News / Kitchener

Interest groups outspend NDP in byelections

WATERLOO REGION — Third-party interest groups spent nearly $1 million on advertising during the September 2012 Ontario byelections, almost four times more than the NDP which emerged victorious in Kitchener-Waterloo.

The groups include well-known unions like the Elementary Teachers’ Federation of Ontario, which spent $846,000; the Ontario Medical Association, which spent $88,000; as well as other organizations such as the Not This Time Coalition, which spent $37,000, according to returns filed with Elections Ontario in April.

The Ontario New Democrats, whose successful campaign sent former school board chair Catherine Fife to the legislature to represent Kitchener-Waterloo, spent only $255,000 on their efforts.

Third parties could have spent a virtually unlimited amount of money during the byelection or any other campaign because Ontario’s election laws do not restrict interest groups the same way as they restrict spending by political parties and candidates.

“This advantages deep-pocketed groups with political opinions,” said York University assistant professor Robert MacDermid, who has studied Ontario’s campaign finance legislation at length.

An amendment to the Election Finances Act, signed into law by the Liberals in June 2007, continued to allow Ontario corporations, individuals and unions to raise and spend unlimited amounts of money, and advertise as much as they desired with few restrictions, but forced them to register with Elections Ontario and release their spending details.

Before 2007, third-party groups did not have to make their spending public, or even identify themselves.

The absence of a spending cap has spurred explosive growth in third-party ad spending ever since. In the 2007 general election, third parties spent $1.8 million on ads. In 2011, they spent $6 million.

“I think even here it is really alarming,” MacDermid said. “They’re outspending the provincial parties. It’s already gotten to the point where the Liberals should do something about it.”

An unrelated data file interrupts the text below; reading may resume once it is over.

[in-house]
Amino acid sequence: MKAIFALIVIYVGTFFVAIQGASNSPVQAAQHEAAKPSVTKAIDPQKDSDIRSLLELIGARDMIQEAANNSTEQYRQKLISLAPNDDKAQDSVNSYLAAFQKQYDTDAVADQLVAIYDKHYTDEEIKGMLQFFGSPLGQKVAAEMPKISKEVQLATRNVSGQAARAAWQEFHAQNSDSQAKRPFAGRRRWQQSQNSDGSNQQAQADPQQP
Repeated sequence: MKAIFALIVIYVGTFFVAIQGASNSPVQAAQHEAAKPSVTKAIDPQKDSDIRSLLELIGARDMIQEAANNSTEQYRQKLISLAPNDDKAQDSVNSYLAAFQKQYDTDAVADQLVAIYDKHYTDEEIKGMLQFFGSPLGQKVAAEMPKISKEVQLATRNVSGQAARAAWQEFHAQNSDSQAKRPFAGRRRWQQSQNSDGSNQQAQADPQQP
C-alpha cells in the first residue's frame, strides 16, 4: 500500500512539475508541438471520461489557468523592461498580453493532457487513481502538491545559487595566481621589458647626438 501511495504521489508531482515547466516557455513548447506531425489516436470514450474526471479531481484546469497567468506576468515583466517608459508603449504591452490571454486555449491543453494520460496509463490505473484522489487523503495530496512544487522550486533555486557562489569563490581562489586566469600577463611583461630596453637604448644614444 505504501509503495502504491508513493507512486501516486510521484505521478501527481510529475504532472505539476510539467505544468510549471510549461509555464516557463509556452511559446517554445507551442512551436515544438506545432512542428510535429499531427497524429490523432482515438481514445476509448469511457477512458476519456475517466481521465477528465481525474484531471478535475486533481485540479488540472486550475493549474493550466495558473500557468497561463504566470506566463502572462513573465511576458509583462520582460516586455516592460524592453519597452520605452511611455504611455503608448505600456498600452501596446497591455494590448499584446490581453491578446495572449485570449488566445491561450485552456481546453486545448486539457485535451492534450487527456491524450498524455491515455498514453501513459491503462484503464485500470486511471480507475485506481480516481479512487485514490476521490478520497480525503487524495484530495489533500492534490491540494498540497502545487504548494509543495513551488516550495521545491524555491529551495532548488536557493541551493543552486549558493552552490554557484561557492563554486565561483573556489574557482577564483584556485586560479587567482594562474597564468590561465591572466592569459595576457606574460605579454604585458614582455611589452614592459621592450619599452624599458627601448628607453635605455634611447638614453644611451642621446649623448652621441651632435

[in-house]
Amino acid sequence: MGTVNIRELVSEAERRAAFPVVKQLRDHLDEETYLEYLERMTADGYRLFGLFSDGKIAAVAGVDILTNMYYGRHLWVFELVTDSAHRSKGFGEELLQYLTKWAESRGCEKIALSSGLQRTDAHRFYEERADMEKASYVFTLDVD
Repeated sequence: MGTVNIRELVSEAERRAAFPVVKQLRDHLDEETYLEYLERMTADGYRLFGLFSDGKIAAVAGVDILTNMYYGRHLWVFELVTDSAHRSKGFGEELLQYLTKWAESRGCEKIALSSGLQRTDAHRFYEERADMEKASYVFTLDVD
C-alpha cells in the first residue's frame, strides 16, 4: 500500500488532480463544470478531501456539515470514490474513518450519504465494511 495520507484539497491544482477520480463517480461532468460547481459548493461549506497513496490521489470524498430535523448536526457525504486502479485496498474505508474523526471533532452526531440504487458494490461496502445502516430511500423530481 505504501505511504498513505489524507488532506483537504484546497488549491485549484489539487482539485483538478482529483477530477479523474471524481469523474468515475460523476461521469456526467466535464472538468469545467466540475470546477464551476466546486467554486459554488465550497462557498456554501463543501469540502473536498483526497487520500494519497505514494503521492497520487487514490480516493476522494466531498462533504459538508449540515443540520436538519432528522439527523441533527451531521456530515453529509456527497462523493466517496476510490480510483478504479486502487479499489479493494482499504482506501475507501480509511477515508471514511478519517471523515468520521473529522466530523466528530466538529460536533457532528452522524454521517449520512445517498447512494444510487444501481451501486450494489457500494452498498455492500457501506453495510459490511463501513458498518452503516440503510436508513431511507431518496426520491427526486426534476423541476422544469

Greg Essensa, Ontario’s chief electoral officer, noted the spike in third-party spending in his 2011-2012 annual report. He recommends that third-party fundraising and ad spending be capped.

Ontario Attorney General John Gerretsen declined to comment on whether the government is planning to restrict third-party spending in the future, but confirmed in an email from his spokesperson that he will be “taking a close look” at Essensa’s recommendations.

He defended the 2007 amendments, saying that they amounted to the first government regulation of third-party election spending in Ontario’s history.

“These rules ensure that there is transparency and free speech in our election campaigns,” Brendan Crawley, attorney general ministry spokesperson, wrote in an email.

Kitchener-Conestoga PC MPP Michael Harris, whose party has frequently been targeted by the Working Families Coalition — a third-party group composed of public sector and construction unions that has spent more than $1 million in each of the last two general elections — said he wants spending limits put in place for third parties, even if a large group was spending to help his cause.

“Should it be vice versa, my opinion would still be the same,” Harris said. “These groups are, in essence, Super PACs,” he said, referring to America’s independent political action committees that can spend an unlimited amount of money so long as they do not donate to a political candidate. “They unfairly tilt and advantage to one group, individual party or otherwise. That’s why we need to fix that. It’s not the Ontario way.”

Third-party groups cannot spend more than $4,000 per riding for advertising, up to a national maximum of $200,000, during federal election periods. Outside of an election period, they’re as free to spend as their Ontarian cousins.

“They’ve got the federal rules as a template,” MacDermid said. “They could easily just adopt those.”

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